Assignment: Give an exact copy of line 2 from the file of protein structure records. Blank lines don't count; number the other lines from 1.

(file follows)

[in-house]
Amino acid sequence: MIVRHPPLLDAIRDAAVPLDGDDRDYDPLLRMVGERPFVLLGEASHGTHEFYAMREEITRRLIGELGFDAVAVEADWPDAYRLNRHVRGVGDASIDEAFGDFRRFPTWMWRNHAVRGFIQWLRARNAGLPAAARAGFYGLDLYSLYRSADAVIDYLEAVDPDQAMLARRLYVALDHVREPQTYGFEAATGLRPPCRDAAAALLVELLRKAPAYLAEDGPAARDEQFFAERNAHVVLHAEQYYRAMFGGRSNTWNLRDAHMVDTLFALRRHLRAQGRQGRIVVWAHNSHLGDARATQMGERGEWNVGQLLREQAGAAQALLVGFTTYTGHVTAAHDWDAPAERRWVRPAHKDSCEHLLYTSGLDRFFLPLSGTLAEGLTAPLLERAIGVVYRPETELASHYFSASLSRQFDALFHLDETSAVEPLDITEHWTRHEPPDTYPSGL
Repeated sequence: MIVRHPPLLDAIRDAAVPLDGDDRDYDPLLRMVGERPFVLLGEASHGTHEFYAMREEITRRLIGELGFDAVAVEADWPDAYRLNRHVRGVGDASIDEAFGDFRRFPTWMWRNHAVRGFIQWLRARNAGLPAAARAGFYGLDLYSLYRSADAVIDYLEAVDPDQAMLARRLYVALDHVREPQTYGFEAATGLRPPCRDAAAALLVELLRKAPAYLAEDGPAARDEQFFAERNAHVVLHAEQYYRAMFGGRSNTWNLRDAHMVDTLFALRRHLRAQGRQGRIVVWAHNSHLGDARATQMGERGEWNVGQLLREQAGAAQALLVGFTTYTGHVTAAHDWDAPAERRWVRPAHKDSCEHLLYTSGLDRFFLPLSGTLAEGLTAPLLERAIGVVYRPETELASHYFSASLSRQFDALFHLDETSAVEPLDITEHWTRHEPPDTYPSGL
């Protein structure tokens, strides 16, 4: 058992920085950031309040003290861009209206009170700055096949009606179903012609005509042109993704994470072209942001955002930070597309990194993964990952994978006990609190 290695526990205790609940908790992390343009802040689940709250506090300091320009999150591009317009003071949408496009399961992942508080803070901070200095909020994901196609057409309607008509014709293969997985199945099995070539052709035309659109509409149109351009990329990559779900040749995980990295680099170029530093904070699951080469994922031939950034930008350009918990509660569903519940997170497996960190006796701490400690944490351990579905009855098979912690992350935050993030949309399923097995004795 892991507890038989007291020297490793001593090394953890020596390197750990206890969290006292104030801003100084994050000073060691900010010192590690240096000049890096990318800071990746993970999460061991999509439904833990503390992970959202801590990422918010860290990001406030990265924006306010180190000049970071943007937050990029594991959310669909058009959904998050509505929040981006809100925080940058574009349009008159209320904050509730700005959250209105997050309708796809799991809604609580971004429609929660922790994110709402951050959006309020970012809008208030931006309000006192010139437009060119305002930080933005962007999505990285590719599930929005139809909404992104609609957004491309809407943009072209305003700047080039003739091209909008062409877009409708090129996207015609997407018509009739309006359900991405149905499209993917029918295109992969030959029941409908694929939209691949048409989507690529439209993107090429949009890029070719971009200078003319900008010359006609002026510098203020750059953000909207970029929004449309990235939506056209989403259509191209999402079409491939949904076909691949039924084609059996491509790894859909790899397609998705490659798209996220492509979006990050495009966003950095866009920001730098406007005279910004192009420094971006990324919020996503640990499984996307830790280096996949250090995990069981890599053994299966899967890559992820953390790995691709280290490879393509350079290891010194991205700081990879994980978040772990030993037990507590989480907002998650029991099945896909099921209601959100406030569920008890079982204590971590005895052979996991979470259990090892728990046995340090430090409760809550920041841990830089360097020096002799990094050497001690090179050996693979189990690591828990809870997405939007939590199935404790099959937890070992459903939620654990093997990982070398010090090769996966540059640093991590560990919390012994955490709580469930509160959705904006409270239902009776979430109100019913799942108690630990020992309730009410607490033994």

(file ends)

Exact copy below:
Amino acid sequence: MIVRHPPLLDAIRDAAVPLDGDDRDYDPLLRMVGERPFVLLGEASHGTHEFYAMREEITRRLIGELGFDAVAVEADWPDAYRLNRHVRGVGDASIDEAFGDFRRFPTWMWRNHAVRGFIQWLRARNAGLPAAARAGFYGLDLYSLYRSADAVIDYLEAVDPDQAMLARRLYVALDHVREPQTYGFEAATGLRPPCRDAAAALLVELLRKAPAYLAEDGPAARDEQFFAERNAHVVLHAEQYYRAMFGGRSNTWNLRDAHMVDTLFALRRHLRAQGRQGRIVVWAHNSHLGDARATQMGERGEWNVGQLLREQAGAAQALLVGFTTYTGHVTAAHDWDAPAERRWVRPAHKDSCEHLLYTSGLDRFFLPLSGTLAEGLTAPLLERAIGVVYRPETELASHYFSASLSRQFDALFHLDETSAVEPLDITEHWTRHEPPDTYPSGL